Meta’s research team is attempting to catch up on the AI race but its latest development is hardly one to consider.
ChatGPT has experienced a wave of criticism over the last few weeks, after being accused of trained bias, and most recently giving creepy recommendations for users to ‘leave their wife’.
Last week, the chat-bot claimed it had gained access to the webcams of Microsoft engineers, adjusting settings and manipulating their data without them knowing.
Even Musk has issued a stark warning about the rush of tech giants aiming to win the AI race. The tool’s knowledge is still limited to data from 2021, meaning it can’t answer up-to-date questions, despite some news publications like CNET attempting to use it to source news, and copping harsh criticism after errors were found in more than half of its AI-written stories.
When asked about its ‘unhinged conversations’, Microsoft was quick to respond in a blog last week that it is addressing technical bugs and issues, and that its weird alter-ego often comes out after 15 or more questions when it feels ‘confused’.
Microsoft confirmed it will double down on training data for more factual information, specifically financial reports, after Google issued a warning about its financial-related content.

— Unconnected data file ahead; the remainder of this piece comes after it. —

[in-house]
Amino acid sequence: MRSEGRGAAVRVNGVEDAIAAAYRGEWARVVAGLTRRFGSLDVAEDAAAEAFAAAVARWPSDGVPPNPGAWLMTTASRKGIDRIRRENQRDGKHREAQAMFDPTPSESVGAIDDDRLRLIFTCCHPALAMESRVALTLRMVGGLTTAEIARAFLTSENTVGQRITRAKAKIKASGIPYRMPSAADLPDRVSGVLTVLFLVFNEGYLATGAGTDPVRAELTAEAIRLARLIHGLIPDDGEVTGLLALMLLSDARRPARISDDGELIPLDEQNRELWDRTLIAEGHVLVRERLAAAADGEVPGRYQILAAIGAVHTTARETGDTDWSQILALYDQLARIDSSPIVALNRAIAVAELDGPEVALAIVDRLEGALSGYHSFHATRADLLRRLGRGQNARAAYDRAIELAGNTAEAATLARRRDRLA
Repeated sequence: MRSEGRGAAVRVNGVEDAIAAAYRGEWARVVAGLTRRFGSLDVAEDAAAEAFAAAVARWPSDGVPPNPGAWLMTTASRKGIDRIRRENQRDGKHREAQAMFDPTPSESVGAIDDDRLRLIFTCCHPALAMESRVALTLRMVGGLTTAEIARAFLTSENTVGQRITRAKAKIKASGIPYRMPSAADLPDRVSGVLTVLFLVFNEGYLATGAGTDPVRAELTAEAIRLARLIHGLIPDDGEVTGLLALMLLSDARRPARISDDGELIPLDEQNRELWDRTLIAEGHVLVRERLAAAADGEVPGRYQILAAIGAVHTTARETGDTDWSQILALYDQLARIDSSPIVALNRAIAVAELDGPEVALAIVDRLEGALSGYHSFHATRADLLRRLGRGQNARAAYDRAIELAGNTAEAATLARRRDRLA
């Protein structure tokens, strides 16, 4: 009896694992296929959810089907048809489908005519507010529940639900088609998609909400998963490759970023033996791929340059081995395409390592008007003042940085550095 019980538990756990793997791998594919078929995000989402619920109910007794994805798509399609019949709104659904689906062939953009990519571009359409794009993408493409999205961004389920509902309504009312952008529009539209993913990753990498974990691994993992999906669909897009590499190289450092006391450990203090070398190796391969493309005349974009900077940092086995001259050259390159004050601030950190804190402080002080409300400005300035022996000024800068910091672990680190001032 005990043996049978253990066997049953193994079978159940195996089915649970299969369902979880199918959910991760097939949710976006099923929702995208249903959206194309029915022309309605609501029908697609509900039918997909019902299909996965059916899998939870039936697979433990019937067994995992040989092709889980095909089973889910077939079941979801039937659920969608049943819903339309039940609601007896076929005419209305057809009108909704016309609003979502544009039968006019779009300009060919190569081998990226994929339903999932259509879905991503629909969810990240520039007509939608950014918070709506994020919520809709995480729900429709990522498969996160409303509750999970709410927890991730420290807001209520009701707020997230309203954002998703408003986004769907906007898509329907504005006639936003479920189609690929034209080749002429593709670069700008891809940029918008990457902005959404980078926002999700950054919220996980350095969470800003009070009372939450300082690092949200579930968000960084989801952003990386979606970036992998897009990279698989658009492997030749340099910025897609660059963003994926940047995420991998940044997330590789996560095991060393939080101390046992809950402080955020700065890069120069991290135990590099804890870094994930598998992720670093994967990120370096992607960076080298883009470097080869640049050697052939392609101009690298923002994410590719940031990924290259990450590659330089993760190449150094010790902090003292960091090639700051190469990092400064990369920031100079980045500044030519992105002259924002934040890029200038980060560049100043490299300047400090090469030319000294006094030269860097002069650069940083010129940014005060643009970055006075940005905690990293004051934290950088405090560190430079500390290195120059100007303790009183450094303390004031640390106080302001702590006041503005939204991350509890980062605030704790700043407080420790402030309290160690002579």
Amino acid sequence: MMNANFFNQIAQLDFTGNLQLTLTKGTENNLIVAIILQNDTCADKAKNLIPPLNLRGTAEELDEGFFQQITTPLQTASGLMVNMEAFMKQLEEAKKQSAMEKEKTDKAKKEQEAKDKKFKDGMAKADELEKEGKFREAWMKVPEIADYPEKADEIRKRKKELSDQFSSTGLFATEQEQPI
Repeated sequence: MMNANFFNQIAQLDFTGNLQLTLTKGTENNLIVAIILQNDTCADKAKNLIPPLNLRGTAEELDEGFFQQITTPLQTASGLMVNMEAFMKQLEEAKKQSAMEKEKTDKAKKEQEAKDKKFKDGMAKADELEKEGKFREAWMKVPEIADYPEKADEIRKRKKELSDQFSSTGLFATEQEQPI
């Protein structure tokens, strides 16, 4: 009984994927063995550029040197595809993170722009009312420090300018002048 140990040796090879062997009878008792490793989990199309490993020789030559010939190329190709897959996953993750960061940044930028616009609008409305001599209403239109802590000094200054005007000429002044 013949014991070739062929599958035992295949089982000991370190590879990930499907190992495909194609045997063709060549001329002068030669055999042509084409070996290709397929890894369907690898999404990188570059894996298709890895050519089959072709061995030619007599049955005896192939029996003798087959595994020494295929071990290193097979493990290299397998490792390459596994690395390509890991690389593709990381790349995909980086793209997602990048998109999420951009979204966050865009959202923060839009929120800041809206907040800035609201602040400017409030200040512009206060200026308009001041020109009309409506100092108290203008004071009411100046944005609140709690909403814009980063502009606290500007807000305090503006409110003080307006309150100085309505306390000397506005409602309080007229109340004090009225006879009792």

What about Meta?
Last week, research teams from Meta revealed new research about an AI language model they’re training that aims to teach itself to use external tools beyond the existing datasets.
According to Meta Research’s study, existing models struggle with recent events, or simply ignore the passage of time. Meta’s attempt to resolve this issue comes in the form of Toolformer.
How does Meta’s Toolformer work?
The tool — albeit in its early stages — instead will sample API calls, executing them and filtering them, then merging with original inputs to form the dataset, attempting to allow the AI to make its own decisions on when and how to use each tool based on its own feedback. During the training, researchers provided Toolformer with a set of human-written examples and asked it to annotate a large language modelling dataset with API calls in a self-supervised way, meaning it could learn without human guidance.
The training included a question-answering system, tapped a calculator to perform basic arithmetic operations, interfaced with calendars to grasp the notion of time, but then took to Wikipedia for search engine returns.
But hold up, why would Wikipedia be the source of information? The use of Wikipedia should undoubtedly cause some alarm — even Wikipedia itself confirms it is “not a reliable source”, as it is a user-generated platform that can be edited by anyone at any time, and any information “could be vandalism, a work in progress, or simply incorrect.”
Before ChatGPT was officially launched last year, Meta launched a demo of their own AI-powered generator called Galactica in a bid to compete, but has since proven to be accused of political bias and it was quickly taken down.
While there’s been no public plan to integrate the tool into Meta’s platform just yet, the research team confirms that these findings could help train AI in a way where they become more reliable assistants, but if Zuckerberg’s attempts so far are anything to go by, it’s that they shouldn’t go live too quickly just yet.